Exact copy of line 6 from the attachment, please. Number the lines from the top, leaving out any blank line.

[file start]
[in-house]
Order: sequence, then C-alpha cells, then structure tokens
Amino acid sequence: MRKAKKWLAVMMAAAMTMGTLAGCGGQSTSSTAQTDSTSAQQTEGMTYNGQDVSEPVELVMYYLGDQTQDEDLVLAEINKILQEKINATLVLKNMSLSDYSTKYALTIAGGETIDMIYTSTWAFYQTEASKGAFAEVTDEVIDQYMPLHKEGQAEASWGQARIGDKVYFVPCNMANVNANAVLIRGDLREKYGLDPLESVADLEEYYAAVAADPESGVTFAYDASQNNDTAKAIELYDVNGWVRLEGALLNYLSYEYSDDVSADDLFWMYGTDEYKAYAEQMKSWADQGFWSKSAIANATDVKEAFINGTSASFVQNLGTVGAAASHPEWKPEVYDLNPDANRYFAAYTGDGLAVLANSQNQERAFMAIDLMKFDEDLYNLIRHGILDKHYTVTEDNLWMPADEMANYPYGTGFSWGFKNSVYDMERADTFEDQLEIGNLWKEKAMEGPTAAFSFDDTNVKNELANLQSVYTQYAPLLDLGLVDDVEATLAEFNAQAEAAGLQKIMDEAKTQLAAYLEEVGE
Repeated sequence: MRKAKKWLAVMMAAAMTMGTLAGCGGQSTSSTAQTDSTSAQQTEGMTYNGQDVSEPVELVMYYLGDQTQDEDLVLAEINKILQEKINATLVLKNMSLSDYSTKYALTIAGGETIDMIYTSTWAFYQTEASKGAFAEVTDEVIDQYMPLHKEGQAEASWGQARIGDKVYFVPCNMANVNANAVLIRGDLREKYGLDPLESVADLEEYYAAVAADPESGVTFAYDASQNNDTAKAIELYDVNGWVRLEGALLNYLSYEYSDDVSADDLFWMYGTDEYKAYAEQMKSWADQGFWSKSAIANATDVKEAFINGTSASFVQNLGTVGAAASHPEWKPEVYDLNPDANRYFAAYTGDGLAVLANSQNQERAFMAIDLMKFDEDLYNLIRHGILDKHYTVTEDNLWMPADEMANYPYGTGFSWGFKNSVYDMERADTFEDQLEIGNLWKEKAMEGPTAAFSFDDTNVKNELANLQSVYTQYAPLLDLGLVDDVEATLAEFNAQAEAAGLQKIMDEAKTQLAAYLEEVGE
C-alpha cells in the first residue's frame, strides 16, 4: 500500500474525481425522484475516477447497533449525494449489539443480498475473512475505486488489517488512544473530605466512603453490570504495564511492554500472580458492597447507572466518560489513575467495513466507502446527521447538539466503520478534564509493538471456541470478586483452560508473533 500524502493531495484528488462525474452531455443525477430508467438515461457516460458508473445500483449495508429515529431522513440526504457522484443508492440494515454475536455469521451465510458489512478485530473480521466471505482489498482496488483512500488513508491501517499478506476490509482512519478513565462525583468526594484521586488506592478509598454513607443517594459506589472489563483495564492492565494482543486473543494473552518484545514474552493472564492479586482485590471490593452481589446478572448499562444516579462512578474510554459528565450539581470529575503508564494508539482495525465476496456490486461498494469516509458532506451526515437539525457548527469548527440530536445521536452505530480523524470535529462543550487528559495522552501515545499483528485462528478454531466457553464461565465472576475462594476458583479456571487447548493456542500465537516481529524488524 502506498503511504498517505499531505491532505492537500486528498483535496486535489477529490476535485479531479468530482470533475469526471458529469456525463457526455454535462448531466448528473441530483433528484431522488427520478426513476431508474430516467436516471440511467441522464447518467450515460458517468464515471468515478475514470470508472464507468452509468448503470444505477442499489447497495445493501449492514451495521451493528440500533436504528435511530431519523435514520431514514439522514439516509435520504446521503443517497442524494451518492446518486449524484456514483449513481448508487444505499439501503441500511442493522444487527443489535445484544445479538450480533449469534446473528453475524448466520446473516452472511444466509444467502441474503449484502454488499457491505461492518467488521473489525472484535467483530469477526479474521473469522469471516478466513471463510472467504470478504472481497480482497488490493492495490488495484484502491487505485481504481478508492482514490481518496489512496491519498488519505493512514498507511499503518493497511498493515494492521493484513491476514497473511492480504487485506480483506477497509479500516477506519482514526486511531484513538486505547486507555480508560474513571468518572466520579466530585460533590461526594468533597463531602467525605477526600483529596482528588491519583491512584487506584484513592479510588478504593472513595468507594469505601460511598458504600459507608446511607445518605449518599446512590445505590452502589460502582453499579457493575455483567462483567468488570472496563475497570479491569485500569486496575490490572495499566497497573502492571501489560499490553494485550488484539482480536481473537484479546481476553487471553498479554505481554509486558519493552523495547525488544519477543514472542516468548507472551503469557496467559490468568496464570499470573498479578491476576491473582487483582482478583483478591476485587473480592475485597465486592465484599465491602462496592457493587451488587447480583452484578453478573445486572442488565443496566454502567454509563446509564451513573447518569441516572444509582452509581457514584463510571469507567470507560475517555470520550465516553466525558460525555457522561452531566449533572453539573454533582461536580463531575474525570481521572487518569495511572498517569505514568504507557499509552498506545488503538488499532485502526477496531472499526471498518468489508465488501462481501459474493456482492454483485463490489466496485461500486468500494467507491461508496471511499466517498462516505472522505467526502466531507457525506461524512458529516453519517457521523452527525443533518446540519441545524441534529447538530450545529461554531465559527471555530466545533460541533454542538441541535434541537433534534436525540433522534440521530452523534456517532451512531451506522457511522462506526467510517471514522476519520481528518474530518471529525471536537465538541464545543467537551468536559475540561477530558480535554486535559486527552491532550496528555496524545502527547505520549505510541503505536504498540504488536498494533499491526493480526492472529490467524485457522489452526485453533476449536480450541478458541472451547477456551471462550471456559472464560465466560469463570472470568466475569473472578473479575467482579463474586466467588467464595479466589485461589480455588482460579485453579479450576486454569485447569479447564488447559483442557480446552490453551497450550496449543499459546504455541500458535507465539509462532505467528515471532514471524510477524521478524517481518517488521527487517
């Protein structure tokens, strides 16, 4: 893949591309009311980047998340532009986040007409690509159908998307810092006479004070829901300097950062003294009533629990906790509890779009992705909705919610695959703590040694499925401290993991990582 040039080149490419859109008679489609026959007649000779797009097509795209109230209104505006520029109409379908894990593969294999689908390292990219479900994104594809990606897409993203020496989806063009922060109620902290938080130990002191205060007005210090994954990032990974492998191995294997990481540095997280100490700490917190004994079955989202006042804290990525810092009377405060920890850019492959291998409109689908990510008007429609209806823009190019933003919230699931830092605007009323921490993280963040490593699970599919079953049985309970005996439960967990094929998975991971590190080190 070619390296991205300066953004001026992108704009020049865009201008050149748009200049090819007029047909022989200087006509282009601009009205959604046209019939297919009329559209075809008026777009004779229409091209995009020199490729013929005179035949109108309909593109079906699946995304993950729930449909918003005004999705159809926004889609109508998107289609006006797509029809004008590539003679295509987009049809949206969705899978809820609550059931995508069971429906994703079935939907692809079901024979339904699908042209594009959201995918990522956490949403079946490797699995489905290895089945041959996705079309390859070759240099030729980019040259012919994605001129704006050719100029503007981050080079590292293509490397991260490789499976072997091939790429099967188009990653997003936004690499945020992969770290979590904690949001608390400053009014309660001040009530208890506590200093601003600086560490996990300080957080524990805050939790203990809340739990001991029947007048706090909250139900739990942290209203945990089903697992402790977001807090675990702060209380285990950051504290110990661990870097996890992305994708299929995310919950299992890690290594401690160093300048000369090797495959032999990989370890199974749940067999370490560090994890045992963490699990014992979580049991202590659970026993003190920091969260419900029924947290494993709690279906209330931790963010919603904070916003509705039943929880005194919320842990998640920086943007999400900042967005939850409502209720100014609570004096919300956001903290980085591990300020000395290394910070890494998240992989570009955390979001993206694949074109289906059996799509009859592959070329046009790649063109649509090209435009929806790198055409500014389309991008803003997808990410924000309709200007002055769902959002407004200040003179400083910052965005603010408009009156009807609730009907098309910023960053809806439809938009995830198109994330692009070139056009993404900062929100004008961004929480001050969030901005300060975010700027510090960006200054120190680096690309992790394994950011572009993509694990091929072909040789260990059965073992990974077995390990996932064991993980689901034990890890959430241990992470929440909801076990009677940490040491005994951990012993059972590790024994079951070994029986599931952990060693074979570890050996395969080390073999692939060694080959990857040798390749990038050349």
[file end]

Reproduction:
């Protein structure tokens, strides 16, 4: 893949591309009311980047998340532009986040007409690509159908998307810092006479004070829901300097950062003294009533629990906790509890779009992705909705919610695959703590040694499925401290993991990582 040039080149490419859109008679489609026959007649000779797009097509795209109230209104505006520029109409379908894990593969294999689908390292990219479900994104594809990606897409993203020496989806063009922060109620902290938080130990002191205060007005210090994954990032990974492998191995294997990481540095997280100490700490917190004994079955989202006042804290990525810092009377405060920890850019492959291998409109689908990510008007429609209806823009190019933003919230699931830092605007009323921490993280963040490593699970599919079953049985309970005996439960967990094929998975991971590190080190 070619390296991205300066953004001026992108704009020049865009201008050149748009200049090819007029047909022989200087006509282009601009009205959604046209019939297919009329559209075809008026777009004779229409091209995009020199490729013929005179035949109108309909593109079906699946995304993950729930449909918003005004999705159809926004889609109508998107289609006006797509029809004008590539003679295509987009049809949206969705899978809820609550059931995508069971429906994703079935939907692809079901024979339904699908042209594009959201995918990522956490949403079946490797699995489905290895089945041959996705079309390859070759240099030729980019040259012919994605001129704006050719100029503007981050080079590292293509490397991260490789499976072997091939790429099967188009990653997003936004690499945020992969770290979590904690949001608390400053009014309660001040009530208890506590200093601003600086560490996990300080957080524990805050939790203990809340739990001991029947007048706090909250139900739990942290209203945990089903697992402790977001807090675990702060209380285990950051504290110990661990870097996890992305994708299929995310919950299992890690290594401690160093300048000369090797495959032999990989370890199974749940067999370490560090994890045992963490699990014992979580049991202590659970026993003190920091969260419900029924947290494993709690279906209330931790963010919603904070916003509705039943929880005194919320842990998640920086943007999400900042967005939850409502209720100014609570004096919300956001903290980085591990300020000395290394910070890494998240992989570009955390979001993206694949074109289906059996799509009859592959070329046009790649063109649509090209435009929806790198055409500014389309991008803003997808990410924000309709200007002055769902959002407004200040003179400083910052965005603010408009009156009807609730009907098309910023960053809806439809938009995830198109994330692009070139056009993404900062929100004008961004929480001050969030901005300060975010700027510090960006200054120190680096690309992790394994950011572009993509694990091929072909040789260990059965073992990974077995390990996932064991993980689901034990890890959430241990992470929440909801076990009677940490040491005994951990012993059972590790024994079951070994029986599931952990060693074979570890050996395969080390073999692939060694080959990857040798390749990038050349």